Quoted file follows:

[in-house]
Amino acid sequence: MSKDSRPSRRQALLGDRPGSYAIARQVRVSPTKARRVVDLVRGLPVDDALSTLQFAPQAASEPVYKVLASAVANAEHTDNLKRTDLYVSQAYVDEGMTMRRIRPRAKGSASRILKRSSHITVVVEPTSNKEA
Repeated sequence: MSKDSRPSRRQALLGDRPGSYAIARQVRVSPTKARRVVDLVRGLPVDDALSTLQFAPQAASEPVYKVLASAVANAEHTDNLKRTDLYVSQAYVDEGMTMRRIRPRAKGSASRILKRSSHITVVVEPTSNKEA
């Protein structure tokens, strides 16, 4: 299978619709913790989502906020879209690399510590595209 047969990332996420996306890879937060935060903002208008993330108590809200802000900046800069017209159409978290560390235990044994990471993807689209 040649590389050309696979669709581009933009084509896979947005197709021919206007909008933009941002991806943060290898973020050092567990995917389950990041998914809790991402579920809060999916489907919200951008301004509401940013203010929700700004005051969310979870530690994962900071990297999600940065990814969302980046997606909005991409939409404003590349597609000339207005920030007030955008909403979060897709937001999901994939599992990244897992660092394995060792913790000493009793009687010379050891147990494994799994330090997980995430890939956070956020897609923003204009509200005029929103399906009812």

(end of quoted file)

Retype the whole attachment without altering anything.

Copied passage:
[in-house]
Amino acid sequence: MSKDSRPSRRQALLGDRPGSYAIARQVRVSPTKARRVVDLVRGLPVDDALSTLQFAPQAASEPVYKVLASAVANAEHTDNLKRTDLYVSQAYVDEGMTMRRIRPRAKGSASRILKRSSHITVVVEPTSNKEA
Repeated sequence: MSKDSRPSRRQALLGDRPGSYAIARQVRVSPTKARRVVDLVRGLPVDDALSTLQFAPQAASEPVYKVLASAVANAEHTDNLKRTDLYVSQAYVDEGMTMRRIRPRAKGSASRILKRSSHITVVVEPTSNKEA
């Protein structure tokens, strides 16, 4: 299978619709913790989502906020879209690399510590595209 047969990332996420996306890879937060935060903002208008993330108590809200802000900046800069017209159409978290560390235990044994990471993807689209 040649590389050309696979669709581009933009084509896979947005197709021919206007909008933009941002991806943060290898973020050092567990995917389950990041998914809790991402579920809060999916489907919200951008301004509401940013203010929700700004005051969310979870530690994962900071990297999600940065990814969302980046997606909005991409939409404003590349597609000339207005920030007030955008909403979060897709937001999901994939599992990244897992660092394995060792913790000493009793009687010379050891147990494994799994330090997980995430890939956070956020897609923003204009509200005029929103399906009812």